At the New Zealand International Film Festival, Shirley Clarke’s captivating 1985 portrait of jazz icon Ornette Coleman.
Ornette Coleman is an artist who pushed the envelope of definition. Shirley Clarke’s tribute to Coleman and his free jazz legacy attempts to emulate that freedom through film. Chaotic, colourful, ornate, and haggard, Ornette: Made in America attacks the audience as Ornette does a reed.
And so it begins: a white, western shootout between a crowd of colours. Shots fired. One man standing as the smoke clears. Cheers. Cut. A symphony orchestra amidst the Wild West façade: this must be Texas- Ornette’s hometown of Fort Worth to be exact. A middle-aged Ornette stands idly in front of the city’s mayor. His Texas twang resonates, honouring Ornette’s achievements, “…success is possible for all those who take advantage of this wonderful nation’s opportunities…” A withdrawn smile rests between Ornette’s lips. A golden key to the city the size of a teaspoon gets passed; FW shines into its tip. “This key went to the moon,” insists the mayor as he hands it over.
The scene cuts to Ornette taking the stage later that evening in Fort Worth, accompanied by a full symphony orchestra. He shimmers in a white suit with kicks to match. Cut to black boy in brown overalls walking in solace beneath open skies. Ornette is back on stage, preparing for ‘Skies of America’. A mixed crowd of colours, sizes, and ages settles with anticipation. His band of African Americans—including his son on the drums—stands ahead of a predominately white orchestra. Ornette’s symbol (a yellow circle inside a blue triangle inside a red square) beams neon at centre-stage. The show begins.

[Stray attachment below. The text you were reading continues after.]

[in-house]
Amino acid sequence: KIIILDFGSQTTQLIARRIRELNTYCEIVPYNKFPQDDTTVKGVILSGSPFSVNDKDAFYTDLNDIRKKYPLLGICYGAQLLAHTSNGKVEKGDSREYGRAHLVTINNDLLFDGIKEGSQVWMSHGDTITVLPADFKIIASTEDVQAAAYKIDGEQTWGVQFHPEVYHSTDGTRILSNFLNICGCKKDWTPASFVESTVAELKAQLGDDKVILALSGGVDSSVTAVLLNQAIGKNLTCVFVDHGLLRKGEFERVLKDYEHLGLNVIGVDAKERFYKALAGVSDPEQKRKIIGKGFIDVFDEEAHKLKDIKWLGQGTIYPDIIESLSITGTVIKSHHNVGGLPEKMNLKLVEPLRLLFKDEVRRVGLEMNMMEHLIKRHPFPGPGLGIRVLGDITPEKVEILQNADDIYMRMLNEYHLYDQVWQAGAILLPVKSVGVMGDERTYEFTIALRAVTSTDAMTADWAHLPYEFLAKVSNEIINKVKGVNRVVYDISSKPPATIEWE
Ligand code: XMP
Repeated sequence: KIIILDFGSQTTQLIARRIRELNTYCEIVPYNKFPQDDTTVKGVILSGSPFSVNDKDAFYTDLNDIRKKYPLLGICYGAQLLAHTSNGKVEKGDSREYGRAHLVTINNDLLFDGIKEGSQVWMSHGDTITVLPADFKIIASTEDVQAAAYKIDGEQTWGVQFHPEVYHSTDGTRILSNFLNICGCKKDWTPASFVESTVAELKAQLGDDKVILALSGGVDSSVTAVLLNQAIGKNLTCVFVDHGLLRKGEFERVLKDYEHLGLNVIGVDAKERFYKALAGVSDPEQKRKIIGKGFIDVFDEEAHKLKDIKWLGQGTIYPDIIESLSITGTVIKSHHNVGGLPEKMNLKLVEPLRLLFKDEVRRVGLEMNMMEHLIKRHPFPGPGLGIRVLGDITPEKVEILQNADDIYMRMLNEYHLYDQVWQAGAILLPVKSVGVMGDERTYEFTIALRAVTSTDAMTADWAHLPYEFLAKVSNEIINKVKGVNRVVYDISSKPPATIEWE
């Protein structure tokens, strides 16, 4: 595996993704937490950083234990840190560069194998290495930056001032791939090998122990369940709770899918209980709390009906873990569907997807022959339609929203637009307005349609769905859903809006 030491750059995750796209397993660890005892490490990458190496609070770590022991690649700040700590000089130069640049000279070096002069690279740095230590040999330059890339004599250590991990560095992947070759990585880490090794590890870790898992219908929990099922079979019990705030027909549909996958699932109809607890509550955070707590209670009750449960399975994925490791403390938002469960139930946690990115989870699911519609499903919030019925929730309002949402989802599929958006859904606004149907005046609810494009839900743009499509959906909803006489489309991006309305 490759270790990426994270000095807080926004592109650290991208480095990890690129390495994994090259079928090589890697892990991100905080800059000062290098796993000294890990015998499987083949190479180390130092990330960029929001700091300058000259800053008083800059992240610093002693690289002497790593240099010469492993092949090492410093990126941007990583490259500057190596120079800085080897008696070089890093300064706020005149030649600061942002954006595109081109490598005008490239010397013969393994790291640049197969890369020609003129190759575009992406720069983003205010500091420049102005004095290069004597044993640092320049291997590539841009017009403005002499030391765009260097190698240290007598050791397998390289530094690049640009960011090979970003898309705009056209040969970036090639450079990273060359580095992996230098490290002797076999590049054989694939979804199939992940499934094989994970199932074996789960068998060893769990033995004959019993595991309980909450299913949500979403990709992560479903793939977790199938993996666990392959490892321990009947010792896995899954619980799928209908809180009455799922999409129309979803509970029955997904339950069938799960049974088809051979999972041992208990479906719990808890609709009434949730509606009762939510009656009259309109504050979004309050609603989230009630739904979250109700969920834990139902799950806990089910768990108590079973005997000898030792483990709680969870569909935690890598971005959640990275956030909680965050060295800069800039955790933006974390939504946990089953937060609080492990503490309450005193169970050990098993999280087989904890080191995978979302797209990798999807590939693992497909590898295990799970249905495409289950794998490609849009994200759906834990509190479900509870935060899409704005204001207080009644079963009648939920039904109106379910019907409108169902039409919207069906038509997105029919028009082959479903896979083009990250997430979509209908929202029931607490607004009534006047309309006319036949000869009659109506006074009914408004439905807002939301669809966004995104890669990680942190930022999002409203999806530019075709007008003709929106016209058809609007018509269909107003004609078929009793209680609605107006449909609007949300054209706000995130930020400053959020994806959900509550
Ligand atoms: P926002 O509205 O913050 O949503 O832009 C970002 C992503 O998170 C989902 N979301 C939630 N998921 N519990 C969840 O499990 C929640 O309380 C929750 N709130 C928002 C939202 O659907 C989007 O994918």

This montage repeats throughout the 77 minutes that is Ornette: Made in America: cuts, colours, and contrasts. Ornette makes music based on harmolodics (defined by him as “the use of the physical and the mental of one’s own logic made into an expression of sound to bring about the musical sensation of unison executed by a single person or with a group”); Clarke’s documentary intends to mimic this confined chaos through film. Yet just as many disgruntled artists walked off stage when Ornette walked on, leaving him to his own aural rumpus, Shirley’s documentary does not attempt to appease anyone but herself.
Jittering, asymmetrical, ambiguous, and captivating, Shirley and Ornette (who composed the soundtrack) use film and music to play off one-another. Together, they create a documentary that tampers between absurdity and reality, between outer space and inner. Ornette, it seems, a man of the moon, plays to a higher conscience, producing music on another plane of existence. “We’re already in outer space, it’s just a matter of looking up or down,” he observes. Often toying with ideas of the afterlife—or lack there of—Ornette asks, “Why wait until then?”
Freedom within confines of space, shape and structure. A black boy in brown overalls carrying his saxophone. Ornette: Made in America stutters between black and white, triangle and square, sexuality and circumcision. Add glitz, a bit of glamour, some Space Invaders font, a few Predator-style camera tricks and you’re well on your way into this musical journey as it becomes more of a portrait of America in the 1980s than one of Ornette Coleman himself.